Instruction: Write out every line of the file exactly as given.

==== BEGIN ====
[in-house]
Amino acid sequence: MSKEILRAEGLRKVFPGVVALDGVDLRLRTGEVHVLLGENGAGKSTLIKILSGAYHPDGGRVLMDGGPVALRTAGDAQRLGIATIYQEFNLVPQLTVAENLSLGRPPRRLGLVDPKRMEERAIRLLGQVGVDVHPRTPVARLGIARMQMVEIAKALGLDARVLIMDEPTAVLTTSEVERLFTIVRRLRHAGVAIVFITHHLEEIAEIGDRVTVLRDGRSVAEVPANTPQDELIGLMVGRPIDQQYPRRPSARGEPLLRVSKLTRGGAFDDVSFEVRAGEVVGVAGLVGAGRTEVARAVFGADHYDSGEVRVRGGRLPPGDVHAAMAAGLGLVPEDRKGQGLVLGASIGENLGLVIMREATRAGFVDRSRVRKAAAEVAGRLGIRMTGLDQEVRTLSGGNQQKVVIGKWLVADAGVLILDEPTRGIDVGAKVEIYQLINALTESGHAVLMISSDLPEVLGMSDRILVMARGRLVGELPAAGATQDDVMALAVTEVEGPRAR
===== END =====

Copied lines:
[in-house]
Amino acid sequence: MSKEILRAEGLRKVFPGVVALDGVDLRLRTGEVHVLLGENGAGKSTLIKILSGAYHPDGGRVLMDGGPVALRTAGDAQRLGIATIYQEFNLVPQLTVAENLSLGRPPRRLGLVDPKRMEERAIRLLGQVGVDVHPRTPVARLGIARMQMVEIAKALGLDARVLIMDEPTAVLTTSEVERLFTIVRRLRHAGVAIVFITHHLEEIAEIGDRVTVLRDGRSVAEVPANTPQDELIGLMVGRPIDQQYPRRPSARGEPLLRVSKLTRGGAFDDVSFEVRAGEVVGVAGLVGAGRTEVARAVFGADHYDSGEVRVRGGRLPPGDVHAAMAAGLGLVPEDRKGQGLVLGASIGENLGLVIMREATRAGFVDRSRVRKAAAEVAGRLGIRMTGLDQEVRTLSGGNQQKVVIGKWLVADAGVLILDEPTRGIDVGAKVEIYQLINALTESGHAVLMISSDLPEVLGMSDRILVMARGRLVGELPAAGATQDDVMALAVTEVEGPRAR